grow nonprofit with google analytics

5 Ways Google Analytics Saves Nonprofits Time, Money And Manpower

It’s clear why nonprofits need Google Analytics yet many organizations still don’t use this marvelous tool to track website metrics. Speaking to our friends at charities, we know this is mostly due to the three big nonprofit ‘never-haves’: there’s never enough time to do all the work, never enough money to do it with and never enough hands to help. So tracking your website’s performance slides right to the bottom of your to-do list. We get it.

But here’s the thing: using Google Analytics to measure a website’s performance can help nonprofits save time, money and manpower (the three ‘never-haves’!). Here are five easy ways:

Stop squandering marketing budget on bad campaigns

Nonprofits using Google Analytics can pinpoint which online campaigns are really working and which are duds. For example, using the How Are My Adwords Campaigns Performing? report will tell you if your ‘Donate $1 for an e-Future’ Adwords campaign is bringing in the numbers. And, more importantly, if the people clicking on the AdWord actually convert and donate that dollar.

If the ad campaign is bringing in truckloads of clicks but 90% bounce straight out without donating, then you know the campaign is a failure because you’re spending more on AdWord clicks than you’re making in donations. So you’ll know to ditch that campaign straight away and redirect the precious budget to a campaign that’s bringing in visitors who convert, who we like to call ‘high quality traffic’.

Know which channels to use, lose or improve

Not all web traffic is equal. Your blog may attract the biggest numbers but is it converting those visitors to donate, volunteer, share or sign up for your newsletter? If yes, then it’s a high performing channel because it brings in high quality traffic. If not, then it’s the opposite, a low performing channel. You’ll know all this because Teacup has a splendid system to grade web traffic, from low to high quality.

Once you understand the difference between low and high quality traffic, you can stop wasting time, money and manpower on the poor performing channels and focus your efforts on the channels that bring in the real results. Or you can use this information to play around with ways to improve low performing channels.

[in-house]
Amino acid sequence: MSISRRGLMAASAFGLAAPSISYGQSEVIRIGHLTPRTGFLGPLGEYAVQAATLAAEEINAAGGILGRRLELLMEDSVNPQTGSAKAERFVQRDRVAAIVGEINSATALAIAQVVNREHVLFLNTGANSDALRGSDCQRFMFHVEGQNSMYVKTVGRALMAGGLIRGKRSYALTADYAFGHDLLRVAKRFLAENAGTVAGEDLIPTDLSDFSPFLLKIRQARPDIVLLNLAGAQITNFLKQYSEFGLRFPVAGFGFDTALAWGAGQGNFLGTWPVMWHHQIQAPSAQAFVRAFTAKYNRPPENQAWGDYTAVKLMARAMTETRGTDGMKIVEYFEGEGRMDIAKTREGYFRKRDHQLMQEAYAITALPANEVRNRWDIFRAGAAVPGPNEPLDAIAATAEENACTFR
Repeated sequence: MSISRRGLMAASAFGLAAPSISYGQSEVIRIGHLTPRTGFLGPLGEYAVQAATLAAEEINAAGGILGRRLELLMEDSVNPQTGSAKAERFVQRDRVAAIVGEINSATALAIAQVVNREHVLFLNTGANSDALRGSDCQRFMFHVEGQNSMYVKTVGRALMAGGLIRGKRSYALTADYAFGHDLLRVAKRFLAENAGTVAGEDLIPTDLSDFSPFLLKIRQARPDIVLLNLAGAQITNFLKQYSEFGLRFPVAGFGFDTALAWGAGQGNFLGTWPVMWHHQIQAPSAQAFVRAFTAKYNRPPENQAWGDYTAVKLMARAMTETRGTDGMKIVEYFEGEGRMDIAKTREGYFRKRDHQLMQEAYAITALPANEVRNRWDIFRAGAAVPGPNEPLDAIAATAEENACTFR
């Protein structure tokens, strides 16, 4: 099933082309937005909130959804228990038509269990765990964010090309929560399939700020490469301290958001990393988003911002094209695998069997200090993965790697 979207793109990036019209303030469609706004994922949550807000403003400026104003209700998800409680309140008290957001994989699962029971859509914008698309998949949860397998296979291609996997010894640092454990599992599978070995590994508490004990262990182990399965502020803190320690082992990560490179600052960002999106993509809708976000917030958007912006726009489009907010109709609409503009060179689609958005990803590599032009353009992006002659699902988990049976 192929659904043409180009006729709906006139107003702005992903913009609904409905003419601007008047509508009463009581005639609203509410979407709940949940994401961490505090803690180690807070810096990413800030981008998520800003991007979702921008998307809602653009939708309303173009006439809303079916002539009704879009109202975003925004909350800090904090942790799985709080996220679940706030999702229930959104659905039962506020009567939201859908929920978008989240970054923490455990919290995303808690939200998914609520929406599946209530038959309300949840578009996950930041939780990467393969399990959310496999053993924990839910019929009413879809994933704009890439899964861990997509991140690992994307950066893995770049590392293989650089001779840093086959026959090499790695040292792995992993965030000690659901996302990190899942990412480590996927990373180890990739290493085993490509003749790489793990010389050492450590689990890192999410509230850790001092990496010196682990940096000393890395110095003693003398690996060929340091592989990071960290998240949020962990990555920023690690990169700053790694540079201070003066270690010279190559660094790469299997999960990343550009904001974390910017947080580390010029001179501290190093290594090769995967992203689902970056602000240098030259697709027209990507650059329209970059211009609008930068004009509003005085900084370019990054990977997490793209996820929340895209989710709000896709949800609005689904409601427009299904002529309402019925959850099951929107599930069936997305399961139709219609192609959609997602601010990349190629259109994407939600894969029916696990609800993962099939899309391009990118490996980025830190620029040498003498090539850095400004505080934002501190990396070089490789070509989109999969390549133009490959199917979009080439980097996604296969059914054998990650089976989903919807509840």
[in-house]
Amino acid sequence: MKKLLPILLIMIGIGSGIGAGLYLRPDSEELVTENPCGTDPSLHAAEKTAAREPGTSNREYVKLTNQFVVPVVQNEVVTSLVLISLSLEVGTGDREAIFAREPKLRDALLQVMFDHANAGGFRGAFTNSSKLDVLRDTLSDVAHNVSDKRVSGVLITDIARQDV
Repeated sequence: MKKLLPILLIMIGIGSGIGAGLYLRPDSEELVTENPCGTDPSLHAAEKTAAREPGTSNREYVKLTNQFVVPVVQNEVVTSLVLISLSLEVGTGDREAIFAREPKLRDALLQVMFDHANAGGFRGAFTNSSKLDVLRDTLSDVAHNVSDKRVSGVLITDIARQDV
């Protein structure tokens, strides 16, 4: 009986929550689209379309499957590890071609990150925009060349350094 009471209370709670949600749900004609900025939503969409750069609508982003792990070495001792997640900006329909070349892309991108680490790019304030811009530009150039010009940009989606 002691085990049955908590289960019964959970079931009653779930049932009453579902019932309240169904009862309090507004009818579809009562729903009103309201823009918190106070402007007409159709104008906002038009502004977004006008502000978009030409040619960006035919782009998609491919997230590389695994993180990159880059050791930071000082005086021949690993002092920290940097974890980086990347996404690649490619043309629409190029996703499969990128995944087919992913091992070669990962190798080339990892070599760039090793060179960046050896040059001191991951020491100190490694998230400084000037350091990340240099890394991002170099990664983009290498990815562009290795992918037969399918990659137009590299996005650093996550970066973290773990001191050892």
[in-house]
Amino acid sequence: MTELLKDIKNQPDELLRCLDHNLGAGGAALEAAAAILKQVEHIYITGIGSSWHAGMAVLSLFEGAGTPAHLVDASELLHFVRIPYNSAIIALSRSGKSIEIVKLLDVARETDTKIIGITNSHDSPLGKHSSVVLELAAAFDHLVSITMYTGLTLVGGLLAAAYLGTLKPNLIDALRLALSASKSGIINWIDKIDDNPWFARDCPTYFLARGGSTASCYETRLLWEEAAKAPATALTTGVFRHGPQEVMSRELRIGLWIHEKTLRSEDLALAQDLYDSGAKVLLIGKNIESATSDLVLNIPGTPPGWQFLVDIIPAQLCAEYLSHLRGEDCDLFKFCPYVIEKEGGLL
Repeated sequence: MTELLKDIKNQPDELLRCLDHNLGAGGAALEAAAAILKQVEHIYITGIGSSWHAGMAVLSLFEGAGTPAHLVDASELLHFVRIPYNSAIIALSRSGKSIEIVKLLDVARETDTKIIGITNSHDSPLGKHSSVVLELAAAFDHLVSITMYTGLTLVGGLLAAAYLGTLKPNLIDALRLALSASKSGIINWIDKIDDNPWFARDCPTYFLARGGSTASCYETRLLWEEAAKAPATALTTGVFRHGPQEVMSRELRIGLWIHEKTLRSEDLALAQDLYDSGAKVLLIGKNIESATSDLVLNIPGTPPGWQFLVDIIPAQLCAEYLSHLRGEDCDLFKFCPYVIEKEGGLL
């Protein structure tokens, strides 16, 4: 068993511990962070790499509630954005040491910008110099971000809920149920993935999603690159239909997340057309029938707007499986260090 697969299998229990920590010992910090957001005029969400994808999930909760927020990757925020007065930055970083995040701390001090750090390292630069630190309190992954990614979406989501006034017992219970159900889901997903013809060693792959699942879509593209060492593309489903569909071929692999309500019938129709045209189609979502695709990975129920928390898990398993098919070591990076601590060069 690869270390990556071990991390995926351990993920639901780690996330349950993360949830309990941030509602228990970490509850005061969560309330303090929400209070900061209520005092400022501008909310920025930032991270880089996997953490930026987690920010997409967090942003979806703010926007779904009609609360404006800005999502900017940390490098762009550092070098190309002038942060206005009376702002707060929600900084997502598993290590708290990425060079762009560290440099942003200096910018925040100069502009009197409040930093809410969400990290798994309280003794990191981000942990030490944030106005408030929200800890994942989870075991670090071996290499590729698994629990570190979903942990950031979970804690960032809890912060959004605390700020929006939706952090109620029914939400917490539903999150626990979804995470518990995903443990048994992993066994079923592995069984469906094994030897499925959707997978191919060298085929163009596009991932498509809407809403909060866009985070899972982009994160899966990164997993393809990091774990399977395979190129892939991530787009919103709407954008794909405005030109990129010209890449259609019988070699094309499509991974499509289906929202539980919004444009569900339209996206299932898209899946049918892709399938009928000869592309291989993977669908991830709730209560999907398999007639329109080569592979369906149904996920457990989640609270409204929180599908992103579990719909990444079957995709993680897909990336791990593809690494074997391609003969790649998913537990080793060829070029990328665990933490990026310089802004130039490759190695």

Find out if social media is worth all the effort

Say you’ve eked out just enough from your marketing budget to hire a social media minion who spends all day, every day Tweeting, Facebooking, Pinning and Instagramming. The ‘likes’ are increasing by the day, so it must be worth the money, right?

Maybe not… A guy sitting in Scandinavia ‘liking’ your Facebook photo does zip for your cause, but if he then goes onto your website and signs up for a two-month volunteer program, he’s immediately promoted from being low quality to high quality traffic. Google Analytics and Teacup can tell How Much Quality Traffic Is Coming To My Site From Social Media so you can decide whether the results are worth the outlay.

Stop web traffic from going boing, boing, boing…

There’s nothing more annoying than finding a cool website but not being able to access it from your phone because it’s not mobile-friendly. That visitor will just bounce right out of there and all the time, money and effort you’ve spent getting them to your website will be wasted. The What Types Of Devices Do People Use To Visit My Site? report will give you a good idea if the format your website’s in is the reason you’re losing traffic. Or, conversely, you may find that 99% of your visitors use desktops so there’s no need to spend money making your site mobile-friendly.

Learn what they love and give ‘em more

It’s your job to keep reaching out to potential supporters and make them care enough about your nonprofit’s cause to take action. You do this through content on your website – videos, blogs, photo galleries – so it makes sense to find out what kind of content and which stories grab visitors’ attention and keep them coming back for more.

You can do this with the What Are My Top Landing Pages? report. Look at the quality of the traffic on the top landing pages and if it’s high quality traffic, then you know where to focus more time, money and attention. It’s as easy as pie.

image by Andy Rogers via Flickr

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